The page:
2. Buddhism Enters

2.1 The introduction of Buddhist influence into Tibet was neither sudden nor violent. It was a gradual and a gentle process. This was a remarkable feat considering that the Tibetans and their religion at the time were “wild “and that the Monarch did not resort to violence or repression to usher in Buddhism. The Tibetans were mostly nomadic in nature, Spartan in their ways of life and were fiercely warlike. The religion native to Tibet called Bon –pronounced Pon – meaning “to mutter magic spells”, often described as shamanism, fetishism filled with rituals, spells, dances etc. had a strong influence on its followers. Yet the transformation brought about following the introduction of Buddhism is astounding. Today there is no gentler race than the Tibetans .No other people have preserved the high ideals of Buddhism as the Tibetans have even in the face of persistent trials, tribulations, displacements of immense proportions forced on them. How did this come about?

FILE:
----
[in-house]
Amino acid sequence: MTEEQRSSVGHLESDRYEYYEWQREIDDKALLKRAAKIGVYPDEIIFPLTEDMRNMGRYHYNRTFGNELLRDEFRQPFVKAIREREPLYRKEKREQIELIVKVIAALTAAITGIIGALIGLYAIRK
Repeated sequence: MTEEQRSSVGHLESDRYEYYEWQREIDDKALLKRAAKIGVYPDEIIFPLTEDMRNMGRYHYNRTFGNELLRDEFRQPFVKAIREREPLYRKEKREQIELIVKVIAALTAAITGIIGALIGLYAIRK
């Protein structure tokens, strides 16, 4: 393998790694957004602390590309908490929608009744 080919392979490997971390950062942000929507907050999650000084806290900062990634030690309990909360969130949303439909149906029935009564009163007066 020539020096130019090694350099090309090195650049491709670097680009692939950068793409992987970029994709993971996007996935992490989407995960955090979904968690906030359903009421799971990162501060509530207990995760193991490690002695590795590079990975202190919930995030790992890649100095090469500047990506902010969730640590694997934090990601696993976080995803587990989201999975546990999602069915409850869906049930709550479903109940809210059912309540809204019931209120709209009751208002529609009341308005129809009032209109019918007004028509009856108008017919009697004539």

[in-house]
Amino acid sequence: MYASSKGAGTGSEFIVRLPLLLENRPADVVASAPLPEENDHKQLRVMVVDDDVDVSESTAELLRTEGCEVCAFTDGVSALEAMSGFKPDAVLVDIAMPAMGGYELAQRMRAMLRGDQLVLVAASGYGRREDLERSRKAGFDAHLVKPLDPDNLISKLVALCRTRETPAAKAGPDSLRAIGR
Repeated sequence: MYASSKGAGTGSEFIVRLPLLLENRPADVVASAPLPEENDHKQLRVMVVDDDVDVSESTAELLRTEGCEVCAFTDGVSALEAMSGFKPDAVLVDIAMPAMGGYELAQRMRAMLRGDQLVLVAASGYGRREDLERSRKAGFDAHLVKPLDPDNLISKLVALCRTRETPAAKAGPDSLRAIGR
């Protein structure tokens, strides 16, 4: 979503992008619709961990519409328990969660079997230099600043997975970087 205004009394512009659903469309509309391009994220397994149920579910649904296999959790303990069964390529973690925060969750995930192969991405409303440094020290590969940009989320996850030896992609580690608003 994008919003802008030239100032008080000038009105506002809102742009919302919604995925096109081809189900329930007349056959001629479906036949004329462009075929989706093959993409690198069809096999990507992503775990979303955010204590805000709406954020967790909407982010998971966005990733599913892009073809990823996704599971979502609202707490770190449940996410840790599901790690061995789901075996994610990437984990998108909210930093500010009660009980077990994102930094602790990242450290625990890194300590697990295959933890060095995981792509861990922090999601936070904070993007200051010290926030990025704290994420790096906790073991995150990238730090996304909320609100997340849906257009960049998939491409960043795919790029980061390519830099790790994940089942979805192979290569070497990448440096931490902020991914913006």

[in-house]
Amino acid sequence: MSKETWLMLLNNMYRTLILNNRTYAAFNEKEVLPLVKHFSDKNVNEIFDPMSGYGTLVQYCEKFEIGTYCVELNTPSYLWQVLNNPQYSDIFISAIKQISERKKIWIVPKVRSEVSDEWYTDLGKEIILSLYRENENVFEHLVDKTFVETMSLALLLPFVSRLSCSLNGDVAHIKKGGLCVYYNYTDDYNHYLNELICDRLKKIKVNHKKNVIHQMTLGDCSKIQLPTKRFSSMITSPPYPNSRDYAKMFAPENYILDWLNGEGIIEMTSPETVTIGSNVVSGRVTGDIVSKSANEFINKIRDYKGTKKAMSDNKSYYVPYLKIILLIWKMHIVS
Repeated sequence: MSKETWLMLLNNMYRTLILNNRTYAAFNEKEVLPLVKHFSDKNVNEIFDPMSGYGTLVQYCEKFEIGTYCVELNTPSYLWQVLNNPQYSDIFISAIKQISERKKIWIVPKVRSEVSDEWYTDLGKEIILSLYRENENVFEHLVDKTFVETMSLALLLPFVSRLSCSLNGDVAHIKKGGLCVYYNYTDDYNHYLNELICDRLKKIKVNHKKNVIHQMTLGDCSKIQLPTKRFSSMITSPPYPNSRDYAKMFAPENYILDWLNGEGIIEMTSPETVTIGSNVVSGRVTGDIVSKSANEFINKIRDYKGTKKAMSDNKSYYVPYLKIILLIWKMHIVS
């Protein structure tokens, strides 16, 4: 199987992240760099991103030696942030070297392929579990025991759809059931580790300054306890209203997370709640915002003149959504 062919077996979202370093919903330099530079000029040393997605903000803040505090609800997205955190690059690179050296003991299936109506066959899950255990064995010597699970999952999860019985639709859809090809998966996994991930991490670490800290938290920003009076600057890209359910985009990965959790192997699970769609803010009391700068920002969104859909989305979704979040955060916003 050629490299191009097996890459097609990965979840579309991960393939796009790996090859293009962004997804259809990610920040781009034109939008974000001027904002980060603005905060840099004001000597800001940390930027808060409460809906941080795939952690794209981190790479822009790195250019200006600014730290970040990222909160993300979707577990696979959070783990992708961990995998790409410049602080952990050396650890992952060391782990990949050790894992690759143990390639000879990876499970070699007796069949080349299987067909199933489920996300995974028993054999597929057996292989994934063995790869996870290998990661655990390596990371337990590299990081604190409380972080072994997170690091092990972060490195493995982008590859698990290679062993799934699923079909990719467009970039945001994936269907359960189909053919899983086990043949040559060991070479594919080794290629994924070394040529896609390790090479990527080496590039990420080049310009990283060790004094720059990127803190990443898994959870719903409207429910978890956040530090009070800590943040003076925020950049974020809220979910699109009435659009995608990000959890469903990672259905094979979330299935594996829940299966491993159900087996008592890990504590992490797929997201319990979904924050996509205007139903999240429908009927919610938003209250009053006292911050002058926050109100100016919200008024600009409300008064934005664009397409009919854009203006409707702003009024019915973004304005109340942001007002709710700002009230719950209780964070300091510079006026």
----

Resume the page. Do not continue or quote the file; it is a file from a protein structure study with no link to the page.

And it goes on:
3. Synthesis

3.1 The religion that Indian monks planted in Tibet was not the one practiced in India at the time. In order to become acceptable to the populace of Tibet it was necessary Buddhism evolve itself into a new form by letting in Bon practices and ideas while firmly retaining its basic Buddhist tenets. In the process Buddhism took in materials and attitudes native to the soil, lent them a new sense of direction and grafted them with the Mahayana doctrines. It allowed many Bon attitudes, ideas, tribal gods, goddesses, and the associated rituals and instilled in them the spirit of piety (Karuna). Thus While the form was traditional to the soil, the soul was Buddhist. Bon at the same time also adopted numerous Buddhist practices, attitudes and ideas.

3.2 It is important to remember that the Indian monks who brought in Buddhism were not missionaries in the usual sense of the term. They were not interested in conversions.

3.3 Some call the Tibetan religion as Vajrayana. It may perhaps be more appropriate to recognize it as Bon- CHos (Buddhism grafted on Bon). Because, what we have here is a harmonious synthesis of two religious practices and ideas rather than domination of one over the other. For this reason, we may say Tibet has manifested a truly unique CHos (Dharma) with its own scheme of values.

4. Vajrayana